A different kind of Islamic society to counter ISIS

Can an assertive Turkey and a rising China present a different vision of what Muslim societies can become?

The world is now suffering from the excesses of an ideologically unipolar Sunni-Islamic world that is largely characterised by an intolerant, exclusive and divisive religious orientation that has subtly influenced a majority of global Muslims since the oil boom years of the 1970s.

There are two countries with sizeable Muslim populations that can provide much needed balance to this monolithic Muslim worldview: Turkey and China. They can counter the perverted understanding of Islam that terrorist groups like the Islamic State in Iraq and Syria (ISIS) and Boko Haram used to justify the killing or brutal torture of non-believers, women and Muslims who did not support them.

Turkey and China have strong Islamic traditions that have given rise to a religious life based on tolerance, inclusivity, adaptability and contributiveness. Given their current economic and political clout, they are well-placed to create an ideologically bipolar Sunni-Islamic world that can help global Muslims embark on a path of moderation and development to reclaim its pride of place in the world.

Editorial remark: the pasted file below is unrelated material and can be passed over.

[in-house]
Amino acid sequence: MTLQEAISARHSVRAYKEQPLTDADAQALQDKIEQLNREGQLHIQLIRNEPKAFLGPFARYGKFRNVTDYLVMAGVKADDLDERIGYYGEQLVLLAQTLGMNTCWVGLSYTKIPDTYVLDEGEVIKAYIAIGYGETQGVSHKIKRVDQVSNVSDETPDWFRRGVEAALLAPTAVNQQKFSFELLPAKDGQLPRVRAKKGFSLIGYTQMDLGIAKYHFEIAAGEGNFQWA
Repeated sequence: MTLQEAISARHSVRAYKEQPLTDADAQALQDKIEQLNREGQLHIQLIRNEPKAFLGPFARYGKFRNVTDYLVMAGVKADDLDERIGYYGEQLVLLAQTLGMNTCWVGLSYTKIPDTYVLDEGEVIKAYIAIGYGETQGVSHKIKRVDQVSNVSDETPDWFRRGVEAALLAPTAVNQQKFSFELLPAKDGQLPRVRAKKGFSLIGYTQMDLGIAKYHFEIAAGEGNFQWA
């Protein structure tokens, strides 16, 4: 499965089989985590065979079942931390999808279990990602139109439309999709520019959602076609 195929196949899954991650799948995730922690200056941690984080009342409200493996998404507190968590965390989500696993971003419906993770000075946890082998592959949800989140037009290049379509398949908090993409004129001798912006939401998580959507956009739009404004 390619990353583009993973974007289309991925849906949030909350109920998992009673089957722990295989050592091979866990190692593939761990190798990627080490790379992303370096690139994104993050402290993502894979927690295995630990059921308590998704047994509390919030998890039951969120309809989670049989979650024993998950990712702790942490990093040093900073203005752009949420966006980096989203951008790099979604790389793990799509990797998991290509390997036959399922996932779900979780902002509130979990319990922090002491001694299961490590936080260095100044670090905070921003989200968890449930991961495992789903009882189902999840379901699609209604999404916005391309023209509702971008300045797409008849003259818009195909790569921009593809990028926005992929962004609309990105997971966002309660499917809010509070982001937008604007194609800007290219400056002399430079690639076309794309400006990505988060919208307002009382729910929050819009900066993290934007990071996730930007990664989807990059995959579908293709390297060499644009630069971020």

These are my reflections after I attended the First Asia-Pacific Summit of Islamic Leaders in Istanbul in October, organised by the Turkish government, and involving its President and Prime Minister. Unfortunately, due to the tragic bombing in Ankara three days before the summit, PM Ahmet Davutoglu could not attend and was represented by his deputy at the opening. Nevertheless, President Recep Tayyip Erdogan attended the closing.


It was not difficult to sense through the summit that Turkey was asserting itself in the Islamic world. This summit for the Asia-Pacific region was the last in the series of Islamic summits that Turkey organised this year for different regions - namely Eurasia, Africa, Europe, the Balkans and Latin America.

Above: A mosque in Instanbul. Turkey has the credentials from its Ottoman past to play a big role in spreading the tolerant and inclusive orientation of Islam to Muslims today. Tolerance and inclusivity were the main features of Ottoman rule.  PHOTOS: AGENCE FRANCE-PRESSE, REUTERS

In short, Turkey managed to mobilise numerous Islamic leaders from a very large part of the world to deliberate on the future of global Muslims. It was a coup of sorts to be able to do this when Muslims are much divided today.